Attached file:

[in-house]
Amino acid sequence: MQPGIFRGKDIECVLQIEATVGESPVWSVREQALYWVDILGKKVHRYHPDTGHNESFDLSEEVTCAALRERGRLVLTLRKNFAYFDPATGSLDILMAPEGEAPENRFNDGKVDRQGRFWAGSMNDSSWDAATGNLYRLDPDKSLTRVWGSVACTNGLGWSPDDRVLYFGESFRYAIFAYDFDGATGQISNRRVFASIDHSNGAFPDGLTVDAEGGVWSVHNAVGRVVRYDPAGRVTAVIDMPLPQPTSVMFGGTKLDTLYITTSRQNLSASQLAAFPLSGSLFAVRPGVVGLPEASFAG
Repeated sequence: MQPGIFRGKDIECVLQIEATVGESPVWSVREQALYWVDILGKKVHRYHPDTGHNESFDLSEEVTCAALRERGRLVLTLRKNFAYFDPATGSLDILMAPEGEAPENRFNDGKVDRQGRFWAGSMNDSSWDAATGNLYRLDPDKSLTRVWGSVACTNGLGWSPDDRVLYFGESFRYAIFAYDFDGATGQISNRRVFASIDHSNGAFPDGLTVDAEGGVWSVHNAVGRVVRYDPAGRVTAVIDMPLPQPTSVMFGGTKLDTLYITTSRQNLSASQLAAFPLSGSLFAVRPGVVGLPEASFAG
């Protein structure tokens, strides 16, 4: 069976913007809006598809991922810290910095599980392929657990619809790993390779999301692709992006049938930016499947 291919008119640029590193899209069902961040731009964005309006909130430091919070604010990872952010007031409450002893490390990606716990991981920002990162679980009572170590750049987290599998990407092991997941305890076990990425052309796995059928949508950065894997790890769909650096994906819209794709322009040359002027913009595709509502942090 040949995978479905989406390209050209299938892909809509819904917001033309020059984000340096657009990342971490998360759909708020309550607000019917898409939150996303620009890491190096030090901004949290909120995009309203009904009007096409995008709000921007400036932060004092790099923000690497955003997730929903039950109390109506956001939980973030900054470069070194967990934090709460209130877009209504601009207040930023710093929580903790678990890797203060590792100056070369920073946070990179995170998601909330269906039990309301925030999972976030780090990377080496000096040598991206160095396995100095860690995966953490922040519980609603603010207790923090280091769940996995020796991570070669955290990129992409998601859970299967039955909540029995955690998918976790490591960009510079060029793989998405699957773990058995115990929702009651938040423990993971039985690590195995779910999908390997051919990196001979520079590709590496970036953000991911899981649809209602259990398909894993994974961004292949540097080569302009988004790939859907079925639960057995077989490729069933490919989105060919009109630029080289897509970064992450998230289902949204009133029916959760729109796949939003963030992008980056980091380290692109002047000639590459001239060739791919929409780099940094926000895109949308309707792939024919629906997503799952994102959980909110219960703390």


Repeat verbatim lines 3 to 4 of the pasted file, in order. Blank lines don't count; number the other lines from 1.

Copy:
Repeated sequence: MQPGIFRGKDIECVLQIEATVGESPVWSVREQALYWVDILGKKVHRYHPDTGHNESFDLSEEVTCAALRERGRLVLTLRKNFAYFDPATGSLDILMAPEGEAPENRFNDGKVDRQGRFWAGSMNDSSWDAATGNLYRLDPDKSLTRVWGSVACTNGLGWSPDDRVLYFGESFRYAIFAYDFDGATGQISNRRVFASIDHSNGAFPDGLTVDAEGGVWSVHNAVGRVVRYDPAGRVTAVIDMPLPQPTSVMFGGTKLDTLYITTSRQNLSASQLAAFPLSGSLFAVRPGVVGLPEASFAG
């Protein structure tokens, strides 16, 4: 069976913007809006598809991922810290910095599980392929657990619809790993390779999301692709992006049938930016499947 291919008119640029590193899209069902961040731009964005309006909130430091919070604010990872952010007031409450002893490390990606716990991981920002990162679980009572170590750049987290599998990407092991997941305890076990990425052309796995059928949508950065894997790890769909650096994906819209794709322009040359002027913009595709509502942090 040949995978479905989406390209050209299938892909809509819904917001033309020059984000340096657009990342971490998360759909708020309550607000019917898409939150996303620009890491190096030090901004949290909120995009309203009904009007096409995008709000921007400036932060004092790099923000690497955003997730929903039950109390109506956001939980973030900054470069070194967990934090709460209130877009209504601009207040930023710093929580903790678990890797203060590792100056070369920073946070990179995170998601909330269906039990309301925030999972976030780090990377080496000096040598991206160095396995100095860690995966953490922040519980609603603010207790923090280091769940996995020796991570070669955290990129992409998601859970299967039955909540029995955690998918976790490591960009510079060029793989998405699957773990058995115990929702009651938040423990993971039985690590195995779910999908390997051919990196001979520079590709590496970036953000991911899981649809209602259990398909894993994974961004292949540097080569302009988004790939859907079925639960057995077989490729069933490919989105060919009109630029080289897509970064992450998230289902949204009133029916959760729109796949939003963030992008980056980091380290692109002047000639590459001239060739791919929409780099940094926000895109949308309707792939024919629906997503799952994102959980909110219960703390």